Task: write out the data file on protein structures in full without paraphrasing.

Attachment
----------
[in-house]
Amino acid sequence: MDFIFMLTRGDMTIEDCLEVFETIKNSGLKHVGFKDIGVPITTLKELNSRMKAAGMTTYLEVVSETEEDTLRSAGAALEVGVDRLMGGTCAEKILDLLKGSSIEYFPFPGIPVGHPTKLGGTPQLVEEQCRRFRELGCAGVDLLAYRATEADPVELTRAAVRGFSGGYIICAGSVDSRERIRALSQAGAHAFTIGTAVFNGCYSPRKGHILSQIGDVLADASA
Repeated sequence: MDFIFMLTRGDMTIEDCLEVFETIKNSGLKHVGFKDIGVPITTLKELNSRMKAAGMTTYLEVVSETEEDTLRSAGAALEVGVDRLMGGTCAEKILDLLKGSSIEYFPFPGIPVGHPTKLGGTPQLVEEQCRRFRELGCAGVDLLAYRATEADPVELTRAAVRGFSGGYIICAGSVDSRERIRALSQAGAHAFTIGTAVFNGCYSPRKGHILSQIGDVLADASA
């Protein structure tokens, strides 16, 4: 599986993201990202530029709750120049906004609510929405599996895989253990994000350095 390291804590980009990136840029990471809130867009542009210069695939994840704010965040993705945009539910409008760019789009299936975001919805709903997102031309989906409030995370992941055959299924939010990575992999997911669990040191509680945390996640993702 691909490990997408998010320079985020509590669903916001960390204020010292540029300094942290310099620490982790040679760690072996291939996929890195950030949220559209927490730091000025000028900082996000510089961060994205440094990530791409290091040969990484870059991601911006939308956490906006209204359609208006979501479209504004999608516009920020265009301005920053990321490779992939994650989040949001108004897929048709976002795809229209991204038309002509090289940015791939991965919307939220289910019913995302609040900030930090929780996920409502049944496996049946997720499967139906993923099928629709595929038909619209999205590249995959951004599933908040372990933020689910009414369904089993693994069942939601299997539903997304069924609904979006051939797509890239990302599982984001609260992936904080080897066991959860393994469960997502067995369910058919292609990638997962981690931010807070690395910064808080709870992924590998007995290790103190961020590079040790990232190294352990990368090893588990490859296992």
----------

[in-house]
Amino acid sequence: MDFIFMLTRGDMTIEDCLEVFETIKNSGLKHVGFKDIGVPITTLKELNSRMKAAGMTTYLEVVSETEEDTLRSAGAALEVGVDRLMGGTCAEKILDLLKGSSIEYFPFPGIPVGHPTKLGGTPQLVEEQCRRFRELGCAGVDLLAYRATEADPVELTRAAVRGFSGGYIICAGSVDSRERIRALSQAGAHAFTIGTAVFNGCYSPRKGHILSQIGDVLADASA
Repeated sequence: MDFIFMLTRGDMTIEDCLEVFETIKNSGLKHVGFKDIGVPITTLKELNSRMKAAGMTTYLEVVSETEEDTLRSAGAALEVGVDRLMGGTCAEKILDLLKGSSIEYFPFPGIPVGHPTKLGGTPQLVEEQCRRFRELGCAGVDLLAYRATEADPVELTRAAVRGFSGGYIICAGSVDSRERIRALSQAGAHAFTIGTAVFNGCYSPRKGHILSQIGDVLADASA
């Protein structure tokens, strides 16, 4: 599986993201990202530029709750120049906004609510929405599996895989253990994000350095 390291804590980009990136840029990471809130867009542009210069695939994840704010965040993705945009539910409008760019789009299936975001919805709903997102031309989906409030995370992941055959299924939010990575992999997911669990040191509680945390996640993702 691909490990997408998010320079985020509590669903916001960390204020010292540029300094942290310099620490982790040679760690072996291939996929890195950030949220559209927490730091000025000028900082996000510089961060994205440094990530791409290091040969990484870059991601911006939308956490906006209204359609208006979501479209504004999608516009920020265009301005920053990321490779992939994650989040949001108004897929048709976002795809229209991204038309002509090289940015791939991965919307939220289910019913995302609040900030930090929780996920409502049944496996049946997720499967139906993923099928629709595929038909619209999205590249995959951004599933908040372990933020689910009414369904089993693994069942939601299997539903997304069924609904979006051939797509890239990302599982984001609260992936904080080897066991959860393994469960997502067995369910058919292609990638997962981690931010807070690395910064808080709870992924590998007995290790103190961020590079040790990232190294352990990368090893588990490859296992």